Unsorted Wild Birds

Fuerteventura Chats

The Fuerteventura Chats (Saxicola dacotiae) is a small passerine bird that was formerly classed as a member of the thrush family Turdidae but is now more generally considered to be an Old World flycatcher, Muscicapidae. It, and similar small European species, are often called chats.

Distribution / Range

It is resident and restricted to the island of Fuerteventura, one of the Canary Islands, where it is restricted to ravines and slopes with sparse, shrubby vegetation (Illera et al., 2006).


The Fuerteventura Chats is similar in size to the European Robin. Both sexes have a dark rump and tail.

In summer the male has dark brownish upperparts, orange throat, and black head. It has strong white neck sides and a white supercilium (line above eye). The appearance is like a cross between Whinchat and Stonechat. The female has paler brown upperparts and head, and no white neck patches.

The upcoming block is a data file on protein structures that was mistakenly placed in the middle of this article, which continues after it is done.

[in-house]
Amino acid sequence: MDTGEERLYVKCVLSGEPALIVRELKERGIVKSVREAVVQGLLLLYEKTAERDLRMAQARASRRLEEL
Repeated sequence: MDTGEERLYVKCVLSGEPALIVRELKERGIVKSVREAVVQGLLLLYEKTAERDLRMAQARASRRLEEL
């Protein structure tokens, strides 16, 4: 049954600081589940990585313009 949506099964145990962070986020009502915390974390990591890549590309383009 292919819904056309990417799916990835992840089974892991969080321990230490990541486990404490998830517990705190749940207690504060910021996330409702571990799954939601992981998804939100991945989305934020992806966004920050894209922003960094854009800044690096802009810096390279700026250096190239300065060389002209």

Song / Call

The male has a clicking call and a high twittering song like a Stonechat.

Other members of the genus include


Gordon Ramel

Gordon is an ecologist with two degrees from Exeter University. He's also a teacher, a poet and the owner of 1,152 books. Oh - and he wrote this website.

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